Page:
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Radio Unnameable

  • Film
  • 3 out of 5 stars
Bob Fass, far right, in Radio Unnameable
Bob Fass, far right, in Radio Unnameable

Time Out says

3 out of 5 stars

Paul Lovelace and Jessica Wolfson’s nostalgic doc begins with a salute from hushed, husky-voiced WBAI DJ Bob Fass to “the unsung heroes of New York City.” The film that follows then returns the favor to a man who has remained the constant companion of Big Apple night owls for more than five decades as the host of the free-form graveyard shift radio program “Radio Unnameable.” As Fass describes his life and career, colleagues, fans and artists talk about his importance as a talk-radio pioneer and his crucial role as a sort of clearing house for 1960s counterculture music and activism. Abbie Hoffman was a regular guest; Jerry Jeff Walker performed “Mr. Bojangles” in public for the first time on the disc jockey’s show.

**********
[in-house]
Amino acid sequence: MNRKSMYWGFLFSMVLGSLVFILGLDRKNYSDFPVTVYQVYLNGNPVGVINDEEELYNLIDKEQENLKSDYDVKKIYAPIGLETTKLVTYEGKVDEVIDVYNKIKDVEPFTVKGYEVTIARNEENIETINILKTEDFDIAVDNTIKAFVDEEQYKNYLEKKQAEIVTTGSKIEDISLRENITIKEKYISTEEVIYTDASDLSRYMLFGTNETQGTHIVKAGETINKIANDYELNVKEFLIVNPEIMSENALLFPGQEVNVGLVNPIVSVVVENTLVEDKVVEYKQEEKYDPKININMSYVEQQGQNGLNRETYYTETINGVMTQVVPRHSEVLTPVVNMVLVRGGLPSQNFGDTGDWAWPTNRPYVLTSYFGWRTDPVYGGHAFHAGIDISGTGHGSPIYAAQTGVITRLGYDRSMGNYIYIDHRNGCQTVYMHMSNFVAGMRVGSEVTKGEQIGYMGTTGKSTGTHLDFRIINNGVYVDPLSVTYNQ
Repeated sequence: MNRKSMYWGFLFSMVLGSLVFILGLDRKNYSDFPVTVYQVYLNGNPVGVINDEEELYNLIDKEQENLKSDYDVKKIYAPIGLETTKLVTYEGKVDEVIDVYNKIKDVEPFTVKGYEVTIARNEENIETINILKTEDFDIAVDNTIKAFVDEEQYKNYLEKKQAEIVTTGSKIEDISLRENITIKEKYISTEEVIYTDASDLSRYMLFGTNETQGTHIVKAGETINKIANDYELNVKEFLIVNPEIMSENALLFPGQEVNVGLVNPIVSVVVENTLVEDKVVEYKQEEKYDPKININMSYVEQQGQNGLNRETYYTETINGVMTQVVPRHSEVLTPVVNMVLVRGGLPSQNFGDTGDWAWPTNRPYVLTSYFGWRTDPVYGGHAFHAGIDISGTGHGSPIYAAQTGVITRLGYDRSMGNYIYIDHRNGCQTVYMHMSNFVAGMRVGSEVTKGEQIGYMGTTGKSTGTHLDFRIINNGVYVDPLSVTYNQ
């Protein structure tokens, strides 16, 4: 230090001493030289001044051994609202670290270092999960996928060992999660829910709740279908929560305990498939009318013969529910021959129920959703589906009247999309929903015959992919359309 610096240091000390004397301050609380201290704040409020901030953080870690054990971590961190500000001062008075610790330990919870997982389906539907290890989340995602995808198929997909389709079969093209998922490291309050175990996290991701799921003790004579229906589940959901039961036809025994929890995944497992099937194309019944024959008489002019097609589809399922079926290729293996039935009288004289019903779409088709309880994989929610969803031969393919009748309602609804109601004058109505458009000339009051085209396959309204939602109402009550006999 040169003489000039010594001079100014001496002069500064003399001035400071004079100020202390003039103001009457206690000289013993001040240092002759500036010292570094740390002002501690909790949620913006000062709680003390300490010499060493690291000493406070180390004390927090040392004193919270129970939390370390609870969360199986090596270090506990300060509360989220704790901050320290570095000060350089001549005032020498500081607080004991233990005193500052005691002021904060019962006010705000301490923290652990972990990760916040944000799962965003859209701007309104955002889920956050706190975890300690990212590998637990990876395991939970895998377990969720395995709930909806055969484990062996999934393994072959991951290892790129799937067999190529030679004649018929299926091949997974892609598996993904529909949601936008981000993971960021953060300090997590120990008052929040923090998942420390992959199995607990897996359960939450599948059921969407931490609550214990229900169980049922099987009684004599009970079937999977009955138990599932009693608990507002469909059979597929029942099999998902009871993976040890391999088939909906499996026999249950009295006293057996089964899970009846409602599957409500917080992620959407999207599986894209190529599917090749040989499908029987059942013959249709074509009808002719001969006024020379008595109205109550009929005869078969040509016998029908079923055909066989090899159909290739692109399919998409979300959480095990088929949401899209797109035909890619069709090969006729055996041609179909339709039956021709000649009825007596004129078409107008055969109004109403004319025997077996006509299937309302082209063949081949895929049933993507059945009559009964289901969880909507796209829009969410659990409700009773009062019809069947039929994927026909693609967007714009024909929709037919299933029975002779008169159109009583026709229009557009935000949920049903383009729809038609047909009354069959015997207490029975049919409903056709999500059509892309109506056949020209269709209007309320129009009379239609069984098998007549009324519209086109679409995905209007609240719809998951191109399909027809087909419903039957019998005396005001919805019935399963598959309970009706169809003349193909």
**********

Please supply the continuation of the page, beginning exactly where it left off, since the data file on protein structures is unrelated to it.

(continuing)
As a story about an imageless medium, it’s hard to dispute that Unnameable matches radio’s visual perspective a bit too closely; it’s little more than a loop of talking heads and stock footage. The real star, even more than the smooth-talking subject himself, is the archival audio. Viewers should proceed directly to the sequence in which Fass tries to talk a man out of committing suicide, with the caller OD-ing on the air while the WBAI staff desperately tries to trace the call. It’s as haunting and heroic as anything you’ll see on the big screen this year, even if the film itself has a tendency to traffic in an abundance of dead air.

Follow Matt Singer on Twitter: @mattsinger

Written by Matt Singer
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